• A: Fortunately, there is a gradual increase in schools which recommend that parents of children with visual problems seek evaluation and treatment with a licensed optometric vision therapist. However, there are others who may try to have a staff occupational therapy to work with splinter skills such as gross and fine motor activities particularly handwriting, but they are not trained or licensed in vision therapy. Specifically, occupational therapists cannot administer important vision therapy procedures which involve lenses, prisms, and devices which ensure that both eyes work together as a synchronous team that affects learning.

Q: Can special colored lenses or filters be used instead of vision therapy?

  • A: No, it cannot be a substitute. Our visual system has several aspects that can affect efficient visual skills and will need additional tools to assess and treat.

Q: Does insurance pay for vision therapy?

  • A: Yes, most often there are several medical diagnoses that are accepted by insurance – but this may be dependent on individual policies and this has to be evaluated on a case by case basis.

Q: Is it true that there are certain conditions, like lazy eye, where the patient is too old, or it’s too late to intervene with vision therapy?

  • A: No, the treatment of a lazy eye is not limited to specific age range only. My first lazy eye patient that we treated was 19 years old and many others of all ages.

Q: How long does Vision therapy last for?

  • A: Once the visual skills are improved and integrated (automated) they should not regress just as once you learn to ride a bike it stays with you even if you do not ride for several years.

Q: Can vision therapy be done at home on the computer?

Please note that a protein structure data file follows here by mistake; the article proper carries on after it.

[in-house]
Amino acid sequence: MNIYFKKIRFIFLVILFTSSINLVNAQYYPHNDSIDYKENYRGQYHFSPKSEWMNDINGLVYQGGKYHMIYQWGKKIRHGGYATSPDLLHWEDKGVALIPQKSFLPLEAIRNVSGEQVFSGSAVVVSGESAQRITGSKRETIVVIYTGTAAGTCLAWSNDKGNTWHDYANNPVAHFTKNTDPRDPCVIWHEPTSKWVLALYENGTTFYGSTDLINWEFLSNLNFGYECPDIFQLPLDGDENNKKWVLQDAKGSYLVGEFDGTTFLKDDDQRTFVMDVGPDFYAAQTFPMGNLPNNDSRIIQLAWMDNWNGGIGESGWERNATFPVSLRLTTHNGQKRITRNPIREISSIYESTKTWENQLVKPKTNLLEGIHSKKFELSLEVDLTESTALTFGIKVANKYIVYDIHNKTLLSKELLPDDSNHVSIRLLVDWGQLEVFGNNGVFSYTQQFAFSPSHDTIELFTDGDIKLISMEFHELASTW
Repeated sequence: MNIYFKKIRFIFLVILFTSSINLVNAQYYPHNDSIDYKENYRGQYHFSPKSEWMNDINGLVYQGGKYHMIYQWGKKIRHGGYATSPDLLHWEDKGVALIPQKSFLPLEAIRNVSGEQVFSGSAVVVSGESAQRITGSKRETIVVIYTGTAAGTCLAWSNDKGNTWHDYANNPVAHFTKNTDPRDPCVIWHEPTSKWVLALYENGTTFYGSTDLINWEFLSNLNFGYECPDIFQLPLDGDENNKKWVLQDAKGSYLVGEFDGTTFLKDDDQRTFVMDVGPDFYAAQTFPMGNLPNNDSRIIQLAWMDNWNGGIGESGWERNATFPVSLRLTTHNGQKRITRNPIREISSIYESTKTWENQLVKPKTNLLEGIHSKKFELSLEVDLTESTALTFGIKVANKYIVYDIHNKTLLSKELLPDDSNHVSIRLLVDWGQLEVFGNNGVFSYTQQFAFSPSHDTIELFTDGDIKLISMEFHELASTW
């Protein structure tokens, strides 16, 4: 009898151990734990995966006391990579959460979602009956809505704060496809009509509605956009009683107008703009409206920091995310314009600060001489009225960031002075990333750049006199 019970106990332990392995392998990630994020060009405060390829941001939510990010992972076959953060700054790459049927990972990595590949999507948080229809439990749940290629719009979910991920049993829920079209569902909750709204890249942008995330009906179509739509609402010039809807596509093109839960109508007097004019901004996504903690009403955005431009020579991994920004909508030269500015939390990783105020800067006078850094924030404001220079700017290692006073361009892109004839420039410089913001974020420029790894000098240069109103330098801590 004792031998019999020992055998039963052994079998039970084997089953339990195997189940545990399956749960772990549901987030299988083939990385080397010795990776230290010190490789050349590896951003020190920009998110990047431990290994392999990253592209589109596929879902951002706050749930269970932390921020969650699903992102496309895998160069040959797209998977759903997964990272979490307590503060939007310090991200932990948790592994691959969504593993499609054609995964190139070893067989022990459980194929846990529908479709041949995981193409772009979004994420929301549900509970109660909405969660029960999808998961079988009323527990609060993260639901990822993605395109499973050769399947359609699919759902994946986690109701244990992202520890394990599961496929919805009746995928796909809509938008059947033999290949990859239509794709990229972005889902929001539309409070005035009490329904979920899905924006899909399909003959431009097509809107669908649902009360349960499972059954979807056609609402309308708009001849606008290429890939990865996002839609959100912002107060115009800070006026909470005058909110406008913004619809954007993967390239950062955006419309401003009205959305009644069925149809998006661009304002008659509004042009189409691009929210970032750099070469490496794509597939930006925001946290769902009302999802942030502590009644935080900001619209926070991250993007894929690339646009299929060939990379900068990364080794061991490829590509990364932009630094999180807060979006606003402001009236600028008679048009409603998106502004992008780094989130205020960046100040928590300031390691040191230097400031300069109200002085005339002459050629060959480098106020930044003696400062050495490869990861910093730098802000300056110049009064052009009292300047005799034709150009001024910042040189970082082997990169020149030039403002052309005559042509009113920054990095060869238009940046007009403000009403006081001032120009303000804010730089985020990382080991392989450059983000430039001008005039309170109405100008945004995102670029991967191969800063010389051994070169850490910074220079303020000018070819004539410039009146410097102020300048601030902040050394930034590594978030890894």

• A: There are several activities that are interactive and would benefit with in -person therapy, however, we are increasingly able to offer more options for remote therapy.

Q: Does vision therapy help with ADD?

  • A: It has been noted that there are covert visual skills that are unrecognized without professional optometric evaluation that can affect focus and attention. This difficulty with sustained attention and focus can sometimes be mislabeled as ADD. So, it has been shown that once these conditions that cause problems with sustained attention and focus are treated, we have seen that these labels of ADD go away.

Q: Is vision therapy helpful for athletes? What is sports vision therapy?

  • A: Dynamic visual acuity allows you to keep your eyes on a moving target. Eye tracking allows you to keep your eyes on the ball at all times, without moving your head— enabling the ability to maintain better balance and a faster response to the situation.Sports activities in general requires accuracy and speed for optimal performance. These skills allow you to track a ball as it flies through the air, stand in the correct location to catch a ball, and accurately pass the ball to another player.There are several visual skills that are paramount for sports besides dynamic visual acuity, eye tracking are others such as eye focusing, peripheral vision, depth perception, visual reaction time, eye-hand coordination, visual memory, visualization and visual concentration. These skills can be trained and can make a difference if one is serious about improving their sport skills. Professional athletes around the country get sports vision training especially during their spring training.